How Israel began its vegan revolution

Among vegan restaurants, a highly developed animal protection movement and vegan friendly policies that have even spread into the army, in just a few years Israel has experienced an authentic vegetable revolution. What factors have turned this Middle Eastern country into a vegan paradise?

There is no country in the world that, as a percentage of the total population, has as many vegans as Israel. Until a few months ago, Israel was the only country where the famous American chain Domino's Pizza offered an entirely vegan based menu. In the city of Tel Aviv alone, there are over 400 vegan and vegetarian restaurants. If you're a member of the Israeli army and you happen to be vegan, you can be sure that no one will ever ask you to wear leather boots.

We've got all the elements to say it: Israel has lived in recent years a real "vegan revolution".

The food culture of the Middle East country has changed a lot in a short amount of time. But what has made Israel a nation that today its own ministry of tourism promotes as a "vegan destination"?

Israel’s magic formula

As with all transformations of this magnitude, it was a combination of factors of different origins that triggered Israel’s vegan turning point. Culture, traditions, geography, economy: almost as if it were a magic potion, a mix of perfectly combined elements has made Israel the vegan paradise it is today.

Traditional and Jewish culture

First of all, it must be considered that, while it is true that only a short time ago of most of the vegan restaurants that are located today in Tel Aviv did not exist and Israeli traditional cuisine includes many 100% vegan dishes.

After all, aren’t hummus and falafels the first things that come to mind when talking about Middle Eastern cuisine?

And the list of traditional dishes without animal-derived ingredients does not stop there. Arguably, one could say that Israeli traditional cuisine was vegan friendly before the term even existed.

One cannot but reserve a decisive role, then, to the Jewish culture. The strict food rules are in fact a particular characteristic of this religious culture, and many believe that this cultural substratum has made it easier to be open to diets with numerous restrictions, such as the vegan one.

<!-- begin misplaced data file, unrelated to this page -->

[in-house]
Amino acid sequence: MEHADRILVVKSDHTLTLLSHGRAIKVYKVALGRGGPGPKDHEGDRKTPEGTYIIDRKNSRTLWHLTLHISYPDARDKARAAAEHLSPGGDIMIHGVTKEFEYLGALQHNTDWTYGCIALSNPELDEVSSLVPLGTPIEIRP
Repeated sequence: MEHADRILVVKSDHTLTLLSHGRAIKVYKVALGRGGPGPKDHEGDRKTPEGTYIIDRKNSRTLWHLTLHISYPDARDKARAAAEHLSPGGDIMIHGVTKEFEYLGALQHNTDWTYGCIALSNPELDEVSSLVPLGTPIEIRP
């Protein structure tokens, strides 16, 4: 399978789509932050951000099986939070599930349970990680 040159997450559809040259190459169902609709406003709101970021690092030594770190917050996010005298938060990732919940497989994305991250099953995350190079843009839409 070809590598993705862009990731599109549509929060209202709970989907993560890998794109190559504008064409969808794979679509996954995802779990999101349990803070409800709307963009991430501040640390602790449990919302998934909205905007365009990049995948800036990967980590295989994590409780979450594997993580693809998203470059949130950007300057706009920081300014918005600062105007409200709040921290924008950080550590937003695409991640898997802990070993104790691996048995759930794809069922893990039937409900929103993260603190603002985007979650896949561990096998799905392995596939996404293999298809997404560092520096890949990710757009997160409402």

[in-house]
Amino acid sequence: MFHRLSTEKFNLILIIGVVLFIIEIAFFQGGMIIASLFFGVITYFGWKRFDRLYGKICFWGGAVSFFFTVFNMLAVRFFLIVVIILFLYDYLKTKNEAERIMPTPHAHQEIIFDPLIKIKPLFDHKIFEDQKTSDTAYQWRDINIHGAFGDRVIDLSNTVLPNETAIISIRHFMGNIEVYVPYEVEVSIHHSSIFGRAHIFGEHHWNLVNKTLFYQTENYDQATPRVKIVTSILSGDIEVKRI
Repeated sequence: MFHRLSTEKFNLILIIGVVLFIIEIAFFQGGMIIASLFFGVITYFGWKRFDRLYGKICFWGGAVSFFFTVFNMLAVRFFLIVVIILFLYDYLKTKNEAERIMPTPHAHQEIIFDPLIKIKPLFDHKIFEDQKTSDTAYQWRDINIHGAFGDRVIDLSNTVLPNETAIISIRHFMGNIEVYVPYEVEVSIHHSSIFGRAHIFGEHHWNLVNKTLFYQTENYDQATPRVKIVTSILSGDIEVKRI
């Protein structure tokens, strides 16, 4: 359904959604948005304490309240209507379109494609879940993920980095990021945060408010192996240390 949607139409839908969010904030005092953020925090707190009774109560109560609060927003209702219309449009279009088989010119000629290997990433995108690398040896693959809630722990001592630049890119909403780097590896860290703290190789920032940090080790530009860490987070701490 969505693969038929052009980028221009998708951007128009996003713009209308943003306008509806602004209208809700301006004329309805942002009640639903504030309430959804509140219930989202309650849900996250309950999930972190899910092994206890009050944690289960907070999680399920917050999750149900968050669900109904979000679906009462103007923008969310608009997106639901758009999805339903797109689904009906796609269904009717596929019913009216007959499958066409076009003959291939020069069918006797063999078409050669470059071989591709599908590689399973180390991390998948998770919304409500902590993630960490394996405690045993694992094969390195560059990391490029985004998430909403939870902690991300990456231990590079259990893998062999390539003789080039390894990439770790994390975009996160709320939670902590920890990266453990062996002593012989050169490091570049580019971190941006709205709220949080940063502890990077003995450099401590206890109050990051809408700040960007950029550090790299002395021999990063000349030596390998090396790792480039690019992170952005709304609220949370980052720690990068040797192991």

A small country

Israel is a nation that extends over very small territory. Just think that from the city of Tel Aviv, practically every area of the country can be reached in just a couple of hours. This has an extraordinarily important direct effect: the slogan "from the ground to the table" is much more faithful to the reality of things in Israel than one is normally accustomed to think, a guiding principle that the Israelis have transformed into a true foundation of their way of life.

In addition, the small population makes reaching a large proportion of the population through various media easier. Putting an idea into circulation and getting it accepted by significant groups is therefore relatively simple, all the more in a country where social media is used massively.

A young country

Ori Shavit, blogger and leading face of the Israeli vegan movement, repeated it in numerous interviews: Israel is a young and highly immigrant country. As a result, "contaminations" with different cultures and the aptitude for innovation are highly developed in every field.

Unlike in contexts with more ancient and deep-rooted culinary traditions, gastronomic experimentation is not seen as a "threat" to tradition, but quite the opposite.

Although the most recent statistics draw a somewhat different reality from the tale, Israel is still recognized as "The Nation of Startups". The food sector is one of those where research efforts are most concentrated and new solutions are being tested.

Need an example? Supermeat, the startup that, by extracting animal cells with a single biopsy, aims to produce meat in the laboratory "in a potentially infinite amount".

We did say that magic was somehow involved in Israel's culinary revolution...

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